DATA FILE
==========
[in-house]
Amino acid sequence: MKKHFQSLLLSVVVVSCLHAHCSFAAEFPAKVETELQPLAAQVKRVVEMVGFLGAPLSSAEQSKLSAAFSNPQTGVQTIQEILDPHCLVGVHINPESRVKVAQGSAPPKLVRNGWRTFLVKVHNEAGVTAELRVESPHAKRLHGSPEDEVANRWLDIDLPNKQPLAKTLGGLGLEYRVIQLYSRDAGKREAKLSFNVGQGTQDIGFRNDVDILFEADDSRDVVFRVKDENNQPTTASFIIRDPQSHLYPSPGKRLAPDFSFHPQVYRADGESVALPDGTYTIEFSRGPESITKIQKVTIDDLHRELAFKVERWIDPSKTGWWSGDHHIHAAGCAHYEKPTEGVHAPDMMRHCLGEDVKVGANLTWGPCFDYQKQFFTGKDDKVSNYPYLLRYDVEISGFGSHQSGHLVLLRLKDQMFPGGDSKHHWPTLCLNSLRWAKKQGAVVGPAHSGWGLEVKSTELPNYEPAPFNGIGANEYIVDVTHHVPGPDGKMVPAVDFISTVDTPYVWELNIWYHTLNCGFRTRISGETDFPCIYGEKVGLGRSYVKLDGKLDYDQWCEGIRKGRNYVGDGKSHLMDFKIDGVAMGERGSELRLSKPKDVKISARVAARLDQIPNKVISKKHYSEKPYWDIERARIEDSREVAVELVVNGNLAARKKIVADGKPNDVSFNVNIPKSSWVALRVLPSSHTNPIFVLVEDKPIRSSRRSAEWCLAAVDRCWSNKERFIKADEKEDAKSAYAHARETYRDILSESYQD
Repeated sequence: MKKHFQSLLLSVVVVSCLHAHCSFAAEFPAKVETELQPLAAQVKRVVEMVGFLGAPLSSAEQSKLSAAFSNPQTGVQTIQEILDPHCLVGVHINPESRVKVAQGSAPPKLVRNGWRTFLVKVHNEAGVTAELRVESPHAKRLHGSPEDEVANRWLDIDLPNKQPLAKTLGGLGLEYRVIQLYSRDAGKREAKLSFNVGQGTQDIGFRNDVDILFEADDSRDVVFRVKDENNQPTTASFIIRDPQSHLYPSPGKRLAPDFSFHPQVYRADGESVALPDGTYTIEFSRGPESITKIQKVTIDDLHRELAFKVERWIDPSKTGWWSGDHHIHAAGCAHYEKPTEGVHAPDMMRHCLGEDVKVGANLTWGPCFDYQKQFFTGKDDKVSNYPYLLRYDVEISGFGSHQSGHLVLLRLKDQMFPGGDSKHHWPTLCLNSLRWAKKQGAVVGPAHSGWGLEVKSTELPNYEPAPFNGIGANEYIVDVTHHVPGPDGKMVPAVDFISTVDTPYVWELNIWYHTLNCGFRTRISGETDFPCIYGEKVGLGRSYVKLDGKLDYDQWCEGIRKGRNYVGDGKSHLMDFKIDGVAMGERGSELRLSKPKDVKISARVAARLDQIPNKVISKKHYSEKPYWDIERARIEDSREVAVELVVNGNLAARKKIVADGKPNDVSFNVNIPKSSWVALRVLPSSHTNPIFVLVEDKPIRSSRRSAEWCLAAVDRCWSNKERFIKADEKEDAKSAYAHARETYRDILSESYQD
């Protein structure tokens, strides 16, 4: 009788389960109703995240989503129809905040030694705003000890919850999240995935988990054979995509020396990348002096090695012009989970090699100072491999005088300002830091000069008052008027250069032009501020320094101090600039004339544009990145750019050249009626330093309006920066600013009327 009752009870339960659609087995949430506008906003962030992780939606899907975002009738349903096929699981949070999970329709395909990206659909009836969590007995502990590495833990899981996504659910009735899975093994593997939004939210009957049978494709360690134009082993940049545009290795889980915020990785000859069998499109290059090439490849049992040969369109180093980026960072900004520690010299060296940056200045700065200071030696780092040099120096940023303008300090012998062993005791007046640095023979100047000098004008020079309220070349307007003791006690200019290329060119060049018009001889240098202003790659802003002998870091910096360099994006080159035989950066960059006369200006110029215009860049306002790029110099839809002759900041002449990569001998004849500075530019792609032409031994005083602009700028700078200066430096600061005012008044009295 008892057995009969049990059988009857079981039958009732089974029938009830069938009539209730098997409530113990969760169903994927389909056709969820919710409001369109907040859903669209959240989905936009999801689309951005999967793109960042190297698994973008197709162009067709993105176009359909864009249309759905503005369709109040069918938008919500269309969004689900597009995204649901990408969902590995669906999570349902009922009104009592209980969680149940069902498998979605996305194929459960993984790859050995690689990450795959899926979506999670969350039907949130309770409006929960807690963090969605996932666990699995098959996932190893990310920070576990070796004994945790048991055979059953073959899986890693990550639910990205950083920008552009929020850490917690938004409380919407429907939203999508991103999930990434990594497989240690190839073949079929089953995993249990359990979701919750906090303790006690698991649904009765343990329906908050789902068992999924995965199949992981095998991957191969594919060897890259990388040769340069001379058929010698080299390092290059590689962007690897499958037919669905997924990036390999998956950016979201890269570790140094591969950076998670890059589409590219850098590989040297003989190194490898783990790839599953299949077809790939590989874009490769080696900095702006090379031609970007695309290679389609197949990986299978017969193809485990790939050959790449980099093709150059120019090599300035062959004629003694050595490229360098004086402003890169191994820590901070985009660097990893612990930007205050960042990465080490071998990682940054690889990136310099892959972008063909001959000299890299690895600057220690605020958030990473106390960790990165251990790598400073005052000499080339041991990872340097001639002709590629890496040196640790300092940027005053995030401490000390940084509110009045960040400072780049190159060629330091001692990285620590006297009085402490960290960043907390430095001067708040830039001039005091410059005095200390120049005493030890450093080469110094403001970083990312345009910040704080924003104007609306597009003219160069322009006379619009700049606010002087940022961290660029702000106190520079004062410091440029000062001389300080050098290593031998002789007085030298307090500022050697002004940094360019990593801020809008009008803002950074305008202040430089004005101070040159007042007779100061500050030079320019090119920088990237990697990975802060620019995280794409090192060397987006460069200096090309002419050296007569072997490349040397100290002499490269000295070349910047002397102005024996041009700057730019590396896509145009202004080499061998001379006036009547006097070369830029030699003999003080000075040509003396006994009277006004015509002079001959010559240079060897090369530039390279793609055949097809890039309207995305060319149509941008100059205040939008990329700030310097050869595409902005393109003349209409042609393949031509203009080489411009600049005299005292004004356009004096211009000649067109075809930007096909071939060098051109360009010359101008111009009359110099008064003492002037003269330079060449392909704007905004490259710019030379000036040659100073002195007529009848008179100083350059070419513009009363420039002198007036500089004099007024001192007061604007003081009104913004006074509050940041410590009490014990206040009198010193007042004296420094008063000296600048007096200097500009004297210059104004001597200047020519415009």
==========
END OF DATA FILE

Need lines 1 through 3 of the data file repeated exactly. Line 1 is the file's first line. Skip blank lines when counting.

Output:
[in-house]
Amino acid sequence: MKKHFQSLLLSVVVVSCLHAHCSFAAEFPAKVETELQPLAAQVKRVVEMVGFLGAPLSSAEQSKLSAAFSNPQTGVQTIQEILDPHCLVGVHINPESRVKVAQGSAPPKLVRNGWRTFLVKVHNEAGVTAELRVESPHAKRLHGSPEDEVANRWLDIDLPNKQPLAKTLGGLGLEYRVIQLYSRDAGKREAKLSFNVGQGTQDIGFRNDVDILFEADDSRDVVFRVKDENNQPTTASFIIRDPQSHLYPSPGKRLAPDFSFHPQVYRADGESVALPDGTYTIEFSRGPESITKIQKVTIDDLHRELAFKVERWIDPSKTGWWSGDHHIHAAGCAHYEKPTEGVHAPDMMRHCLGEDVKVGANLTWGPCFDYQKQFFTGKDDKVSNYPYLLRYDVEISGFGSHQSGHLVLLRLKDQMFPGGDSKHHWPTLCLNSLRWAKKQGAVVGPAHSGWGLEVKSTELPNYEPAPFNGIGANEYIVDVTHHVPGPDGKMVPAVDFISTVDTPYVWELNIWYHTLNCGFRTRISGETDFPCIYGEKVGLGRSYVKLDGKLDYDQWCEGIRKGRNYVGDGKSHLMDFKIDGVAMGERGSELRLSKPKDVKISARVAARLDQIPNKVISKKHYSEKPYWDIERARIEDSREVAVELVVNGNLAARKKIVADGKPNDVSFNVNIPKSSWVALRVLPSSHTNPIFVLVEDKPIRSSRRSAEWCLAAVDRCWSNKERFIKADEKEDAKSAYAHARETYRDILSESYQD
Repeated sequence: MKKHFQSLLLSVVVVSCLHAHCSFAAEFPAKVETELQPLAAQVKRVVEMVGFLGAPLSSAEQSKLSAAFSNPQTGVQTIQEILDPHCLVGVHINPESRVKVAQGSAPPKLVRNGWRTFLVKVHNEAGVTAELRVESPHAKRLHGSPEDEVANRWLDIDLPNKQPLAKTLGGLGLEYRVIQLYSRDAGKREAKLSFNVGQGTQDIGFRNDVDILFEADDSRDVVFRVKDENNQPTTASFIIRDPQSHLYPSPGKRLAPDFSFHPQVYRADGESVALPDGTYTIEFSRGPESITKIQKVTIDDLHRELAFKVERWIDPSKTGWWSGDHHIHAAGCAHYEKPTEGVHAPDMMRHCLGEDVKVGANLTWGPCFDYQKQFFTGKDDKVSNYPYLLRYDVEISGFGSHQSGHLVLLRLKDQMFPGGDSKHHWPTLCLNSLRWAKKQGAVVGPAHSGWGLEVKSTELPNYEPAPFNGIGANEYIVDVTHHVPGPDGKMVPAVDFISTVDTPYVWELNIWYHTLNCGFRTRISGETDFPCIYGEKVGLGRSYVKLDGKLDYDQWCEGIRKGRNYVGDGKSHLMDFKIDGVAMGERGSELRLSKPKDVKISARVAARLDQIPNKVISKKHYSEKPYWDIERARIEDSREVAVELVVNGNLAARKKIVADGKPNDVSFNVNIPKSSWVALRVLPSSHTNPIFVLVEDKPIRSSRRSAEWCLAAVDRCWSNKERFIKADEKEDAKSAYAHARETYRDILSESYQD